Yosemite, San Francisco

Well, you wouldn’t believe it would you. I turn my back for 2 minutes and the apprentice gets hold of the iPad and writes the first thing that comes into his head like something about me using the wrong brand of toothpaste etc! Now really – as if I would do something like that! Well, maybe! Actually, what I do need to say is that we had this enormous jacuzzi bath with a shower at either end and I am just so glad the boss didn’t decide to share the shower that night because I would have had no one to fetch the 7-Up from ze fridge!I am writing this on a flight from San Francisco to Victoria and, as I do so, the guy sitting next to the boss has fallen asleep and his head is almost resting on Vern’s shoulder (he is also asleep). I am a little worried that the boss might subconsciously put out his hand and place it on this guy’s knee. Then all hell will break loose here in this row I fear!! So I am hoping one of them wakes up very shortly!

I know my apprentice has told you a little about San Francisco but I will backtrack a little. After the breakdown in the desert and all that excitement we travel up the Tioga Pass (which has an altitude of 9941 feet and is the highest automobile pass in California) to get to Yosemite National Park. Louis Armstrong is singing “What a wonderful world” on the bus and “we are seeing trees of green and skies of blue” as we climb the narrow road through the mountains to get to the top. We pass through the entrance gate at Yosemite National Park and drive on passing pretty meadows, granite mountains, gorgeous little lakes and streams. We are now at 10,000 feet and many of us are feeling the effects of the altitude with a little chest tightness when we breathe. We had a stop in the park and a large RV managed to scrape the side of our bus. Well, we are in the USA and the paperwork takes an hour with the Park Rangers involved as well. Everyone is happy to wait because today the temperature is great and the air is fresh and we are no longer in the desert!  




You enter the beauty of Yosemite after you exit a long dark tunnel and when you look right your jaw literally drops as the sun lights up the valley, the mountains and the forest. To the left is El Capitan 900 metres high standing straight and tall and magnificent. It is a little dry here so the water tumbling over Bridalveil Falls is not a torrent but still visible. The huge white granite walls tower up above us and the pine trees stand straight and tall with their feet embedded in the rock. It is breathtakingly beautiful everywhere you look. The tour director has beautiful music playing and we feel like we are viewing a spectacular movie. The sheer beauty is so moving it makes my eyes leak a little.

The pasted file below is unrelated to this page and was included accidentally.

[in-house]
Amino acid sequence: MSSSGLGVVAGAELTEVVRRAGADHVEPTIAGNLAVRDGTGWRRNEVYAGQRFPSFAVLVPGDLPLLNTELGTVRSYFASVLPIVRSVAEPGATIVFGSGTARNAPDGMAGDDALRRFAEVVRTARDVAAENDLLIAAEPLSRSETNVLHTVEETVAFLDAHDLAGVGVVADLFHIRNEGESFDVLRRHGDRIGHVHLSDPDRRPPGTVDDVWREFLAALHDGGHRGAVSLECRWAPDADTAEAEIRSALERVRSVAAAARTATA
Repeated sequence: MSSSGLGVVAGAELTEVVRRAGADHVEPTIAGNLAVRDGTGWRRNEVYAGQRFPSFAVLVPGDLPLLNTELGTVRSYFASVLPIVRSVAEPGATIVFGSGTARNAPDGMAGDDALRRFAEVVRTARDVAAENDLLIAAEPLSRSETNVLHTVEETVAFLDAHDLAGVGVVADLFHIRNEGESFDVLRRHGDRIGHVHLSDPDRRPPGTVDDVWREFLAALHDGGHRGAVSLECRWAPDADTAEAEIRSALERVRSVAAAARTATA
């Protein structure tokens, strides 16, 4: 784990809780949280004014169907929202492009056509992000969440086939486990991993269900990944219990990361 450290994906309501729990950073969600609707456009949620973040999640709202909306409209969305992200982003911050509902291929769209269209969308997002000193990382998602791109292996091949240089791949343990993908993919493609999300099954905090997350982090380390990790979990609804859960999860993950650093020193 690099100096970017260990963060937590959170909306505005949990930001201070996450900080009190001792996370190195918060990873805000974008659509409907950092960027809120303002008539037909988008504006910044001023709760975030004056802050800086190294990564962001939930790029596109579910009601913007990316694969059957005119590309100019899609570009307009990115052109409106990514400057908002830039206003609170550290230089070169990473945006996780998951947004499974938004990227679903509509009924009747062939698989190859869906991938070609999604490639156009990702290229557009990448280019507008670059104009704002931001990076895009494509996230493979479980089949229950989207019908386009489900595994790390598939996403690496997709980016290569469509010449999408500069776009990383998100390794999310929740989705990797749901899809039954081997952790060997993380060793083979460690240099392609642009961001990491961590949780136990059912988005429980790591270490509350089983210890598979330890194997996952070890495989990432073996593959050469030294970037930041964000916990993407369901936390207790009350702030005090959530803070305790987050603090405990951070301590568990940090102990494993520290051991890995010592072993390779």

We start to descend down to Yosemite Valley and are now seeing red fir trees and, further down, cedar trees and sugar pines which have enormous pine cones. Sadly there is still also evidence of the big fires here in 1990 although they also carry out “managed burns” here and in other places to clean up the forest floor and encourage vegetation. We look out for black bears but see none although they are prevalent here and the rubbish bins are designed to puzzle them and keep them from foraging and even manage to be a challenge for people to use because of the design! We descend to the valley floor for free time in the park and we go on a walk to Yosemite Falls with our Tour Director. The heat is once again intense here in the valley so the walk is a bit of a challenge, made very much more difficult when Vern gets a call from Dene with some sad news (which he didn’t pass on until we got to the lodge thankfully). The visit to Yosemite will be remembered for its sheer beauty and the sadness of the news from home which the apprentice talked about when he wrote yesterday. We know Taryn has found her peace and is now with her brother Ryan. Two young lives lost too soon.